Dancing with the nymphs on Lesbos

Edgar Degas painted these two lovely dancers on a stage. Courtesy The Courtauld Institute of Art (London)

If you don’t know this piece – the introduction should give you an idea about the composer identity. The signature is unique – Ravel! Yes, the style of the “Introduction and Religious Dance” reminds me of Ravel’s “Boléro“. Long before he composed that famous piece, he wrote the enchanting ballet “Daphnis et Chloé”. It goes back to a tale from the late Antiquity about the goat-herd Daphnis and the shepherdess Chloe. The setting is a pastoral landscape on the Greek island of Lesbos. The Russian ballet impresario Sergei Diaghilev commissioned the score in 1909, the piece was first performed in Paris in 1912.

Pirates, pirates!

The ballet is written in one act divided in three parts. Part I presents Daphnis and Chloe along with three nymphs in that pastoral setting. Daphnis and a cowherd enter into a dance contest to win the grace of Chloe. The cowherd’s performance is clumsy and he is chased away. Later Chloe is captured by pirates and abducted into a cavern. The nymphs discover Daphnis who had failed to protect Chloe and has abandoned all hope to see her back. The nymphs begin a slow and mysterious dance and ask the god Pan for help.

Part II is set in the pirates’ camp. Chloe performs a dance of supplication and tries to escape without being successful. Suddenly, fires light up, the earth opens and Pan enters the stage. Everybody flees in terror. In Part III, Daphnis, woken by the nymphs, and Chloe, saved through Pan’s intervention, meet again as the sun rises. In a dance they reenact the story of Pan’s love for the nymph Syrinx. As the dance turns increasingly passionate, the surrounding crowd joins in and a communal dance concludes the ballet.

Ravel called his piece a “choreographic symphony” and here lies the particular charm of the piece. It is captivating even if not performed by dancers on a stage. If you are a little familiar with the plot, you can start the music, close your eyes and imagine the rest just by listening to the music. It has incredible suggestive power! A recording that I strongly recommend and that has been widely applauded by critics is the one by the London Symphony Orchestra under Valery Gergiev.

Beauty married to mystery

What parts would I like to highlight? First, there is the introduction – my first association was passing through the door of a fairy world or a magical garden and gradually discovering all the strange creatures. Beauty married to mystery – what a delight! Then there is the grotesque dance of the cowherd – hilarious through the contrasts in the music. And if this theme reminds you of the “Gnome” episode in Modest Mussorgsky’s “Pictures at an Exhibition“, that’s no coincidence. The best known orchestra version of Mussorgsky’s piano cycle was written by… Ravel.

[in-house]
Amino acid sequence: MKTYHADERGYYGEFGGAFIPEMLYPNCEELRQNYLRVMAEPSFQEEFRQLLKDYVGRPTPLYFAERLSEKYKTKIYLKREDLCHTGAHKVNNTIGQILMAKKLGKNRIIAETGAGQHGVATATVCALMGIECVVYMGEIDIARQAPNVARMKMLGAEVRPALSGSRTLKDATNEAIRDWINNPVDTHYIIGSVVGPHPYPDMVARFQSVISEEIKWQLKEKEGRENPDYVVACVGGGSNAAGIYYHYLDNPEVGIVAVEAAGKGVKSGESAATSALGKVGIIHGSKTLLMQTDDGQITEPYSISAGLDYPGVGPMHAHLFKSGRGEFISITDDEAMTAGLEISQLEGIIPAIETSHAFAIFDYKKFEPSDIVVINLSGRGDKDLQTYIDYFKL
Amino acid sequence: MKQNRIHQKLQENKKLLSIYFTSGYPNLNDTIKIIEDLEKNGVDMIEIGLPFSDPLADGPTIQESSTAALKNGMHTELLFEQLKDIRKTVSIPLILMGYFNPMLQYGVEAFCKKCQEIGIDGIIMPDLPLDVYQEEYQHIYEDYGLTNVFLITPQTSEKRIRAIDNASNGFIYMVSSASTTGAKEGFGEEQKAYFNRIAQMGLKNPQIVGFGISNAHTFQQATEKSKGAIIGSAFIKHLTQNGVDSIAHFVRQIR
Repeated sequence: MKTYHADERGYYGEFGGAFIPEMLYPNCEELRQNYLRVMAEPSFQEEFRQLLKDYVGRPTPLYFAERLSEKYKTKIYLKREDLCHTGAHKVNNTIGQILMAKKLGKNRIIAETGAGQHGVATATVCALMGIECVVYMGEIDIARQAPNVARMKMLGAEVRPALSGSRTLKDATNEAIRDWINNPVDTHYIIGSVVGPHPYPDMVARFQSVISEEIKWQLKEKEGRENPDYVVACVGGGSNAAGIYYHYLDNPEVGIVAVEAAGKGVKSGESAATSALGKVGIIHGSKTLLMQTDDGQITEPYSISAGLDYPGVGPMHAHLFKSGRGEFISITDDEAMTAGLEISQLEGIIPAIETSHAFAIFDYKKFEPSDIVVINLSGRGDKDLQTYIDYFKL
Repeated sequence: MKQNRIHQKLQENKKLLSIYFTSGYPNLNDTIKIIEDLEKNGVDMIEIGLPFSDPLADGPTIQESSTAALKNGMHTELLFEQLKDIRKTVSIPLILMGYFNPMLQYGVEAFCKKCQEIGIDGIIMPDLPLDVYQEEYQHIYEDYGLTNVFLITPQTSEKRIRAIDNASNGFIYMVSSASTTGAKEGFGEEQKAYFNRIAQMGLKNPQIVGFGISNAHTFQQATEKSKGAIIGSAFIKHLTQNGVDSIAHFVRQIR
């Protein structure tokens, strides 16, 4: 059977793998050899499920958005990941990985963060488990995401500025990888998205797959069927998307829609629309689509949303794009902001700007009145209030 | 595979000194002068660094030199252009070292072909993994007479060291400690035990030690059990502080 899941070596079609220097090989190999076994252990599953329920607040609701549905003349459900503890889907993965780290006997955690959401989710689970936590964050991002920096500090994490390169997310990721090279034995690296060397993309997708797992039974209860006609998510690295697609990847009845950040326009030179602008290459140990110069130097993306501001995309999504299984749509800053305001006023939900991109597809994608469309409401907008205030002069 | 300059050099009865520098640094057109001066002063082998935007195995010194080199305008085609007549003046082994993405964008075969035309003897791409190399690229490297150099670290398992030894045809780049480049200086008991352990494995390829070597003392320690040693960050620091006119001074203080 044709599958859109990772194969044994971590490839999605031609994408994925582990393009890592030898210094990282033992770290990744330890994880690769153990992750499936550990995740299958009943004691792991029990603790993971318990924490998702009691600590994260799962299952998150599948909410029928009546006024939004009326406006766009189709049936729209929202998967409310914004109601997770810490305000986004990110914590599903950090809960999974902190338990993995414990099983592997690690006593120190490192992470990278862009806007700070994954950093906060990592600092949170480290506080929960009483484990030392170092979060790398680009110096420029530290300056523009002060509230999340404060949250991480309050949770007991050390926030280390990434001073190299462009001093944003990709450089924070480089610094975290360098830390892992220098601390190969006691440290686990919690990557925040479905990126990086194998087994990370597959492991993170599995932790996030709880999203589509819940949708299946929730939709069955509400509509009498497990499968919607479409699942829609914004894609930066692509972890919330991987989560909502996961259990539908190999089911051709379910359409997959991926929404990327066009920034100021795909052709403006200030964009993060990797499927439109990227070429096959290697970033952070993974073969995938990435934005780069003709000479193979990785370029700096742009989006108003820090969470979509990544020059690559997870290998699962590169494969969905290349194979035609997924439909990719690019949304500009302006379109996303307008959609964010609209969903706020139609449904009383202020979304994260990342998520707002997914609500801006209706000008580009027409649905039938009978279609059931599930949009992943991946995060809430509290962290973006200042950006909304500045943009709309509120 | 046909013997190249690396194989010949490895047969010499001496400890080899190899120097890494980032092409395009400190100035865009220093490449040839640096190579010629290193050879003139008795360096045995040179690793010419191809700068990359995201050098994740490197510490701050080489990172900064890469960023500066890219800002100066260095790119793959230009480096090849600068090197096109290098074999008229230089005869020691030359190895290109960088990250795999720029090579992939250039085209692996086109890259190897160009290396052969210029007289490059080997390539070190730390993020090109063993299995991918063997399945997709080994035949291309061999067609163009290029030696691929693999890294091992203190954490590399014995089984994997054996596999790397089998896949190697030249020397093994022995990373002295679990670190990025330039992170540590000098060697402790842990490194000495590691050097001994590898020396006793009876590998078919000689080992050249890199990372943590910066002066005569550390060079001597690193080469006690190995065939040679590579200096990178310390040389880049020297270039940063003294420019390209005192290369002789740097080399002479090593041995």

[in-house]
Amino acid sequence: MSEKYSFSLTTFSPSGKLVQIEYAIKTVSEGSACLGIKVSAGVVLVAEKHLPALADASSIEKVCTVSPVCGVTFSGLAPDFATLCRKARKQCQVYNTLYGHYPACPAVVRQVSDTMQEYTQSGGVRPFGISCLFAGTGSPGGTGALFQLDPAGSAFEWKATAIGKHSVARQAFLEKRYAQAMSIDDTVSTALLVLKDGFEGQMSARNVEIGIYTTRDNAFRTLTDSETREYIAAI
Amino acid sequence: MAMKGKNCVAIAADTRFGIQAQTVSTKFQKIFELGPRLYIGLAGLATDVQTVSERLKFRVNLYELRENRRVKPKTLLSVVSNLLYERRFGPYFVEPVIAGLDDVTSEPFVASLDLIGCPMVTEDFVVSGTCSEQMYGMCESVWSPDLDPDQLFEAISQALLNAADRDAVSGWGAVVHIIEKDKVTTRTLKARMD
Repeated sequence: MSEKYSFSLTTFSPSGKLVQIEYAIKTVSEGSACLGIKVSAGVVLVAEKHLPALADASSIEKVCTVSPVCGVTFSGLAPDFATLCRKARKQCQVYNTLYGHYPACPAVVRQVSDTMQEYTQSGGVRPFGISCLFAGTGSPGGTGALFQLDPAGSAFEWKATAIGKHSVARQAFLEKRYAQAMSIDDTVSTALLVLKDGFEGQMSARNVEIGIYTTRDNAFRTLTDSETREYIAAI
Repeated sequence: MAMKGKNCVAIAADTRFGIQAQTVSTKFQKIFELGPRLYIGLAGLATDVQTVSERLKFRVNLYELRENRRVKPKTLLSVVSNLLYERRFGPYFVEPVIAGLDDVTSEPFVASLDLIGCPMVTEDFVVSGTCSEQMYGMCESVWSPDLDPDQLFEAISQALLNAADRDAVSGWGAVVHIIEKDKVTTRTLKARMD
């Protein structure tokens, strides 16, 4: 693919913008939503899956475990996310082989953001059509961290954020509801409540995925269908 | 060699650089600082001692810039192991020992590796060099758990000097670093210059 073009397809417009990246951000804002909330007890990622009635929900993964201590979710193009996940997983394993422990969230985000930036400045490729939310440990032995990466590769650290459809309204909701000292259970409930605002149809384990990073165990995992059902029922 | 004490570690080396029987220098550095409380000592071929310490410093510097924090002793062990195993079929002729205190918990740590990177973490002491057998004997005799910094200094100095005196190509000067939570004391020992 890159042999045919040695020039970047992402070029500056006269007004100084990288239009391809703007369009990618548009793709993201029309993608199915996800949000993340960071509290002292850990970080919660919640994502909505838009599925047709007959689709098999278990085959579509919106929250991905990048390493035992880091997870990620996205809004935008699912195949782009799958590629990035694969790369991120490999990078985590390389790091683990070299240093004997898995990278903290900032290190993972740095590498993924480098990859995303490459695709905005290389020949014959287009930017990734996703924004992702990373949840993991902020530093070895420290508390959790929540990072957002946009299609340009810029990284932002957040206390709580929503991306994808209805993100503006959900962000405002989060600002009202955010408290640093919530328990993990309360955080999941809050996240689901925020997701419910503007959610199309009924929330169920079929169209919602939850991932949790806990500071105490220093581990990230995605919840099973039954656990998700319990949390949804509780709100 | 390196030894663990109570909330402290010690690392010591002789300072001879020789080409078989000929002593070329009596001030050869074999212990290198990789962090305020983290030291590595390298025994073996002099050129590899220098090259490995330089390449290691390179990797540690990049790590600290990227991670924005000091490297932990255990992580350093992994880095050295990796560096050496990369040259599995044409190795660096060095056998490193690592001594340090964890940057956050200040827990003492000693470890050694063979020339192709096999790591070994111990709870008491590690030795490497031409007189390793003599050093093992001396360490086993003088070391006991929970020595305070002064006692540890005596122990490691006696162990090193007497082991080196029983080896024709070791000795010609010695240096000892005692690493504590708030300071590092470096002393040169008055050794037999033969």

I truly like Chloe’s dance begging the pirates for mercy, but Ravel’s rendering of the rising sun at the beginning of part III is of unmatched beauty. Very evocative, almost impressionistic, while the finale where Chloe and Daphnis are reunited and dance with the crowd is best described by what the Financial Times’ critic wrote in 2010 about the London Symphony Orchestra’s performance: high-voltage.

I hope you will take the time to discover and enjoy this music. You will not regret it.

© Charles Thibo

Shostakovich believed into building a better world

Progress. Progress? © Charles Thibo

I remember a delightful scene from the movie “Aliens”: a desolate planet, home to gruesome predators set to kill human space colonizers. Construction work is going on as unsuspecting colonizers go about their business. The camera then pivots sideways and  a company logo moves into the picture. Its slogan: Building better worlds. Laughter guaranteed.

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Of gallows, mice and Chinese princesses

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Three princesses. © Charles Thibo

Galgenlieder – gallows songs. A German invention. The legacy of German romanticism. The poet, journalist and critic Christian Morgenstern (1871-1914) wrote dozens of such witty, polemic, sarcastic poems, first published in 1905. The language sounds childish, but wordplays, ambiguities, religious or philosophical allusions are hidden in these seemingly inoccuous words. Their generic title “Galgenlieder” stems from the name of a circle of friends, the “Galgenbrüder” (brethren of the gallows), who regularly met at a pub on the “Galgenberg” (hill of the gallows) close to Potsdam. Morgenstern and his friends would drink, sing and recite Morgenstern’s poems.

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Satire and passion for the benefit of mankind

mbnlgkjlk © Charles Thibo
Let there be light… © Charles Thibo

Knowledge itself is power. The British philosopher Francis Bacon formulated this idea in 1597. Today I would say that education is key, knowledge alone is not enough. Mankind needs to learn how to apply knowledge to solve real world problems. Education is essential for personal success, but also for the survival of our democratic societies. Educated citizens alone can make informed choices. Educated citizens alone can become responsible citizens. Too often however impressive diploma hide the fact that the diploma holder has neither social skills nor creativity, never learned to think by himself and is therefore unfit for survival in this society, unless he uses brute force.

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